Summertime heat means you’re going to need to water, but Kevin Runyon with Custom Creations Landscaping and Lawn (Marshfield, 417-840-2863, customcreationslandscapingandlawn.com) says it’s not just about drenching the grass. “More infrequent and deeper waterings are better,” he says. “Don’t water your yard every day because it will keep the roots at the surface, and it will burn faster. I set my irrigation during the really hot days to four days a week.” Runyon says to use the same rule when watering your plants. To use your watering system efficiently, Michael Sessenden from Myron Royce Gardens (Ozark, 417-443-2658, myronroycegardens.com) suggests evaluating the sprinkler system. “Turn it on and go through it zone-by-zone,” he says.
“Fertilization gives your grass food to get it through the stress of summer,” Runyon says. “Use a slow-release fertilizer.” It is also important to mulch during the summer to retain moisture in the soil and use a weed barrier to keep weeding to a minimum.
Let It Grow
“Raise your mowing height to 3 inches or above,” Runyon says. “That helps shade and cool the soil and allows you to retain some of the moisture in the roots.” Sessenden adds that letting the grass get high in the summer helps prevent it from drying out and dying.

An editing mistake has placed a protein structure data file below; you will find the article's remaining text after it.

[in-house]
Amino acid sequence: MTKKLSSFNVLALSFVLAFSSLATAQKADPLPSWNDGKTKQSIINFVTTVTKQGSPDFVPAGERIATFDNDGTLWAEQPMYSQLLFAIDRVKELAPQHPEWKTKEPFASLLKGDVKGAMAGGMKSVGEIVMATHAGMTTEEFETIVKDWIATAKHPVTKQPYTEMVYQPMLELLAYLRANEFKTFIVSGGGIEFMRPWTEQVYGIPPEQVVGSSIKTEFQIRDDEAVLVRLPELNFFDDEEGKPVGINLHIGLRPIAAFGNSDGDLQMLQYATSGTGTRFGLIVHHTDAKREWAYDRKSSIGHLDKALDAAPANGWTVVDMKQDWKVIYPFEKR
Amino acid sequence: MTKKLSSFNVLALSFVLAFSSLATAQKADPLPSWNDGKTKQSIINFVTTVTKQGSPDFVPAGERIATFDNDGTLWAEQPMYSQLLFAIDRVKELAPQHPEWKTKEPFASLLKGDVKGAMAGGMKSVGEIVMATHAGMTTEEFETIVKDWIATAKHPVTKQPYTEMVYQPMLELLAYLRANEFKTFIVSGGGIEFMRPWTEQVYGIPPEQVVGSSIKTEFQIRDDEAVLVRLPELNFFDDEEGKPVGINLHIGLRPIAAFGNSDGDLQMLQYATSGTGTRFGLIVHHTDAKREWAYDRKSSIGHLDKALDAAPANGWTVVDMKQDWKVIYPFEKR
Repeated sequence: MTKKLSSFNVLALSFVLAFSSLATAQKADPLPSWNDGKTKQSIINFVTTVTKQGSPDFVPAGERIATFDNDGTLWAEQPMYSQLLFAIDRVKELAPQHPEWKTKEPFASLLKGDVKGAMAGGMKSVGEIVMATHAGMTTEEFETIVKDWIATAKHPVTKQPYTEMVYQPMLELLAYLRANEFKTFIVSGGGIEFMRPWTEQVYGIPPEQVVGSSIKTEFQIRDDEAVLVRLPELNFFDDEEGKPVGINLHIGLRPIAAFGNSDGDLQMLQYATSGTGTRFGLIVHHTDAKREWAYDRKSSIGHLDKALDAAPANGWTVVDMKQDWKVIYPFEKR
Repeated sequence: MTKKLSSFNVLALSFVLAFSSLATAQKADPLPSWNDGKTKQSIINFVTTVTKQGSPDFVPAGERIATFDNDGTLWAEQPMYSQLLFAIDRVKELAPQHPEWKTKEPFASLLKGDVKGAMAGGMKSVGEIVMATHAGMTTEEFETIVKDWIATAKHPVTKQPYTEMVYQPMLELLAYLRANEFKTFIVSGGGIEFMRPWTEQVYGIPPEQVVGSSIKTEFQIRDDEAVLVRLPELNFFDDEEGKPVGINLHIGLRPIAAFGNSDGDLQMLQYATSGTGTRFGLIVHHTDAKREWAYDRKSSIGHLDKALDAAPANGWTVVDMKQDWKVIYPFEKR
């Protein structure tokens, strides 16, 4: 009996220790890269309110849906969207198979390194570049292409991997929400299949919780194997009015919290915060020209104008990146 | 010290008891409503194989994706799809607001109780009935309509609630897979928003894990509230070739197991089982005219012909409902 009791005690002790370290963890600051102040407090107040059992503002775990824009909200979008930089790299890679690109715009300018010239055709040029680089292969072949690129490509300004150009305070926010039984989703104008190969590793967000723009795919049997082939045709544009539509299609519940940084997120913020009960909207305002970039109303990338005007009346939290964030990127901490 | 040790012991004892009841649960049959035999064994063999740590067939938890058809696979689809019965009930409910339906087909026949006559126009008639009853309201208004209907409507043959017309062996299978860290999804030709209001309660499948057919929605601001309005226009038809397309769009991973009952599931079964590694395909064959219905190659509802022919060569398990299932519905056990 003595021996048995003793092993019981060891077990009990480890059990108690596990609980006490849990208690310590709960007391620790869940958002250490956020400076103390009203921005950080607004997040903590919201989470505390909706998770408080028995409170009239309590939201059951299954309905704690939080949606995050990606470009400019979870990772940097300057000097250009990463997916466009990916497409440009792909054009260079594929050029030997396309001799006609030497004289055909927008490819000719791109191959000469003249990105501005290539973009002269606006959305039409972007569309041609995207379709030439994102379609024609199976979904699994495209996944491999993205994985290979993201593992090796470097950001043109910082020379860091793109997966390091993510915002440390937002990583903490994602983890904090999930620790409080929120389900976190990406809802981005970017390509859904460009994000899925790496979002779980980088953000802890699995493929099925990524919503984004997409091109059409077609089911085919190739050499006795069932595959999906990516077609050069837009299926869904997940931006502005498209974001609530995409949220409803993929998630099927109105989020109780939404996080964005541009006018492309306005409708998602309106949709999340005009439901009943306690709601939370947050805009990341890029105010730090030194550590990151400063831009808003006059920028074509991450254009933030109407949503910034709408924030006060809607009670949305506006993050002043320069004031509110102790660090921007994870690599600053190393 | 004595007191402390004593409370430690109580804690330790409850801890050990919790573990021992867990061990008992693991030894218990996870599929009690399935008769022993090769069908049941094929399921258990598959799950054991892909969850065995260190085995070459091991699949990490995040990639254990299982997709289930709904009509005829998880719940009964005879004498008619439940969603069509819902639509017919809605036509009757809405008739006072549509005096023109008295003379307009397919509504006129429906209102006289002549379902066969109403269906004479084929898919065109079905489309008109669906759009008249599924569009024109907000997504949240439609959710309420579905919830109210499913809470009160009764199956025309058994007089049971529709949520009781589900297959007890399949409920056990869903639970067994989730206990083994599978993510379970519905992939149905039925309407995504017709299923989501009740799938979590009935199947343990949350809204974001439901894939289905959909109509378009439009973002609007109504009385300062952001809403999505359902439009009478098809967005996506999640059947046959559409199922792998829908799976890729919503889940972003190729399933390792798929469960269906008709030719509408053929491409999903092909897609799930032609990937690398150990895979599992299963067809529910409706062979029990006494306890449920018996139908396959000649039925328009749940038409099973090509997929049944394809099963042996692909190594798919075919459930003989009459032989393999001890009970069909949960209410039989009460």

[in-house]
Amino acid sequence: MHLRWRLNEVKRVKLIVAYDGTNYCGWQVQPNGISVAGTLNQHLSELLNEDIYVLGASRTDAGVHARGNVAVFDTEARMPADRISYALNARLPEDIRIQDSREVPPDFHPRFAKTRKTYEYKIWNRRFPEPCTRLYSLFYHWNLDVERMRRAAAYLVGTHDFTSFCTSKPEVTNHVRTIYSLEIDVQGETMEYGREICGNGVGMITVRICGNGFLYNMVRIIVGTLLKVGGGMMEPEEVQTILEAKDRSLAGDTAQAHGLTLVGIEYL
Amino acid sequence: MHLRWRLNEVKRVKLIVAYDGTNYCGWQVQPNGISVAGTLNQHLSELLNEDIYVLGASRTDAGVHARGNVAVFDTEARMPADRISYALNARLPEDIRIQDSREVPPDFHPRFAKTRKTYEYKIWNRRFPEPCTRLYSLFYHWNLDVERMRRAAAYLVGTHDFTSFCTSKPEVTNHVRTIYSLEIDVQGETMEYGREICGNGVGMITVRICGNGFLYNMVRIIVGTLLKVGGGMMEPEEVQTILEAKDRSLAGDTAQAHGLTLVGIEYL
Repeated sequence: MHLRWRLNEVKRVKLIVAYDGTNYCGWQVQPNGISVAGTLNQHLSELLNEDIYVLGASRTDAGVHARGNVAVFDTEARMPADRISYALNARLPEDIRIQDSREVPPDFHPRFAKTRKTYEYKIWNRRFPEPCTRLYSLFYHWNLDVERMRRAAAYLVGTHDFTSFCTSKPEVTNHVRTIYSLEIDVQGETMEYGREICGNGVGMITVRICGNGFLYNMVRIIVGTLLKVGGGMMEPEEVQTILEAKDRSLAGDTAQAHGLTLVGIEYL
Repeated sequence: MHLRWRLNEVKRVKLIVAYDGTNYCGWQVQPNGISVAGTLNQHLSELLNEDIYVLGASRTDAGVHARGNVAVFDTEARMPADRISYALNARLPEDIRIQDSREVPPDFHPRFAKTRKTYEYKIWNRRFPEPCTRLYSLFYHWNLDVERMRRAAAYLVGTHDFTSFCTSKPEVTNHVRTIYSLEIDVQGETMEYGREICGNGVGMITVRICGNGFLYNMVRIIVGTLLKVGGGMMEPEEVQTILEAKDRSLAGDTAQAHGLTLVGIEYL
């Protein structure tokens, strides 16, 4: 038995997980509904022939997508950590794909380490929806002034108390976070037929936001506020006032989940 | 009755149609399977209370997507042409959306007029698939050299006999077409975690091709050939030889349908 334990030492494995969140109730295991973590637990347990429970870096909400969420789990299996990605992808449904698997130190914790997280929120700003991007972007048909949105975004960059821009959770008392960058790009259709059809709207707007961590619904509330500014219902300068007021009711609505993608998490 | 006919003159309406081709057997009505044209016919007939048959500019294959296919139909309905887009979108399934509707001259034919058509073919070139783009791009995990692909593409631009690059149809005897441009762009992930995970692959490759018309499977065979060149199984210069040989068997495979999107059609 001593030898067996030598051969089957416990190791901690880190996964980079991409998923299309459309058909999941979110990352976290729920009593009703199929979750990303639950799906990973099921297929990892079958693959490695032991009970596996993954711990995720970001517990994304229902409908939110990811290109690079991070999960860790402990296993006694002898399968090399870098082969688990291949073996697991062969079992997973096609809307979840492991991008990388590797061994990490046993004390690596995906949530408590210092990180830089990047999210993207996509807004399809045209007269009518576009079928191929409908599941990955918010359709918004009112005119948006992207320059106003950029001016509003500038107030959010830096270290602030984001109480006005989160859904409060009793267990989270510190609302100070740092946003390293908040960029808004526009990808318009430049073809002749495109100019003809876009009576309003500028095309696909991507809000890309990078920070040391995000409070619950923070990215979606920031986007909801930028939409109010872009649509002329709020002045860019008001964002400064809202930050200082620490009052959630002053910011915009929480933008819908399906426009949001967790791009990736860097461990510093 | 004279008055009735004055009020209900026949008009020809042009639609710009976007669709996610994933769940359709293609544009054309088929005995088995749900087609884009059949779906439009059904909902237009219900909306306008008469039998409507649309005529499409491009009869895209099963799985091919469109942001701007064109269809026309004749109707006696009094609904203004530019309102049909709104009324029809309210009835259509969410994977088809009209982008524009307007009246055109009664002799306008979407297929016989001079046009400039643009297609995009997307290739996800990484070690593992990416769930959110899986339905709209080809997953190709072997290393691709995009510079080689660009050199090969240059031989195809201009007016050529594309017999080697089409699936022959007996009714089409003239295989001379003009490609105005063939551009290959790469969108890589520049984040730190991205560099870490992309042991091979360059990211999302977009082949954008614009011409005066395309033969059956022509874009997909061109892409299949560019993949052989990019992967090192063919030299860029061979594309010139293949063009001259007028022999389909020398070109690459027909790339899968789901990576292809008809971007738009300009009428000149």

“We do a lot of hand-trimming of our Japanese Maples and flowering trees to make them look prettier,” Sessenden says. “They’re a lot more open and airy and interesting looking. The No. 1 thing is just keeping everything trimmed, groomed and cleaned.” Runyon says it is also important to remove dead flowers that have already bloomed and prune the shrubs while you’re at it to remove anything dead or damaged.
Keep the Bugs Away
“Insect control is huge in the summer,” Runyon says. “If you start seeing damage to more than 25 percent of the plant, then it’s time to start doing something chemically.” Organic insect repellents are available and can help eradicate any annoying insects.